Hoffman’s 600th Career Save — He had a really rough year. At one point I seriously doubted if he would even get the chance to save enough games to hit this unprecedented milestone. Trevor Hoffman is the only pitcher in the history of the sport to have saved 600 games. While very few of them happened while he was in a Brewers uniform, this monumental moment happened at Miller Park. For a fan base that has had very little “history” since Yount had his 3,000th hit, they could not have cared if he was only a Brewer for that day. When I try to explain to Mariners fans why Brewers fans are better, I show them the video of Hoffman’s 600th save. Mariners fans would have left that game in the 6th or 7th inning, but that stadium is still full of Brew Crew faithful. It almost brings a tear to my eye, but then I remember that I am a man and then the tear goes away.
The Trade — I landed in Chicago O’Hare Int’l Airport on Saturday night December the 18th in order to visit my family for the holidays. When we landed I turned on my phone and checked the ol’ Twitter account and I almost peed in my pants. Word on the street was that the Brewers had a deal in place to land 2009 AL Cy Young winner, Zack Greinke, in a trade. Now, being a Brewers fan it is very easy to just let these rumors roll of your back, but this one felt different. Naturally I informed my father, who shared my cautious enthusiasm. When I awoke the next morning, the deal was done. Literally overnight, the Brewers went from pretenders to contenders. This could end up being the greatest trade in the history of the franchise. At this very moment I still am so full of optimism that I do not even see the other side of the coin. Imagine what an arm like this will do when he gets to face a pitcher instead of a DH. If you are a real Brewers fan, how could this have not been the best thing about 2010 for the Brewers? It certainly was for me. Can not wait to get my Greinke jersey.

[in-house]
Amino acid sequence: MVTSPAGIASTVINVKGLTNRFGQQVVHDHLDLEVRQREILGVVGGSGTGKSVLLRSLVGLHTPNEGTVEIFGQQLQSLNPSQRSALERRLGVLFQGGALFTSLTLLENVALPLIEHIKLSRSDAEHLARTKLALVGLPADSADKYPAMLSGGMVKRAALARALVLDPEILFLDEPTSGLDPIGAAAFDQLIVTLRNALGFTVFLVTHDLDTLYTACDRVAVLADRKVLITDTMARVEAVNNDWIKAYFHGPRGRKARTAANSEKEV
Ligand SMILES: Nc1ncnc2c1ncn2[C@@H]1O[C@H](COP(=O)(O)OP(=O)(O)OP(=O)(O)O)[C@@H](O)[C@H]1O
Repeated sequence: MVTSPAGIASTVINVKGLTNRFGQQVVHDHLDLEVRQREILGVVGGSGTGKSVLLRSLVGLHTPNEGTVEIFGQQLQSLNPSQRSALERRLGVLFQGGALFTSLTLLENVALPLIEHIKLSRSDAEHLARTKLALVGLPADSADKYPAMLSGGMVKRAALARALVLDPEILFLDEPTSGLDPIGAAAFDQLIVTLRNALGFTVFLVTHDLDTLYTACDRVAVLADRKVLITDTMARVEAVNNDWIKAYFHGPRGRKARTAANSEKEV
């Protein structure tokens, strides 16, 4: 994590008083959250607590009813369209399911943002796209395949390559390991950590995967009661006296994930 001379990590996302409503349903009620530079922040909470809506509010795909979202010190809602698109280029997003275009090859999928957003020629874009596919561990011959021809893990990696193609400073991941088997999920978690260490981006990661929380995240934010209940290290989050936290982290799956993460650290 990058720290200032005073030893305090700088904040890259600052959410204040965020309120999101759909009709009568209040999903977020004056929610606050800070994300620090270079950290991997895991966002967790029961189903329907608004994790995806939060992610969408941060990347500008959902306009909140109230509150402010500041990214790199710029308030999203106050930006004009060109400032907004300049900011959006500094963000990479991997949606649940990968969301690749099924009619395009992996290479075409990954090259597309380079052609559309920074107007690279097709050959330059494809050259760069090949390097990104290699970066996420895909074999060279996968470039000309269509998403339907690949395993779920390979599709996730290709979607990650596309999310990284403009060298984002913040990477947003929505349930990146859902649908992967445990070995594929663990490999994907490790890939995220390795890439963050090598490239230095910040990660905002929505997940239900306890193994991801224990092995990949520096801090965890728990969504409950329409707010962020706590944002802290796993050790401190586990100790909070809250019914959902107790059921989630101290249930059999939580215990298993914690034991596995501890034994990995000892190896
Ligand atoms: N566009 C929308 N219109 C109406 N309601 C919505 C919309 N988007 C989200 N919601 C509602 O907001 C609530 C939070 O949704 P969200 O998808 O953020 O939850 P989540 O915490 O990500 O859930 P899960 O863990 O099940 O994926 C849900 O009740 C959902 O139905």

If you have other things that you think are worth acknowledging, or that maybe I missed, let me know. This blog is for Brewers fans, by Brewers fans. My optomism for this team has NEVER been higher, which could mean a worse than usual fallout, but I will worry about that next year.
To all of my readers, have a safe and Happy New Year. Please, please, please, for the love of Lindsay Lohan do not drive drunk. If you do, you might miss the 2011 World Series……..I’m not sayin’……I’m just sayin’. Until next time, I’m not Dick Clark… saying goodnight.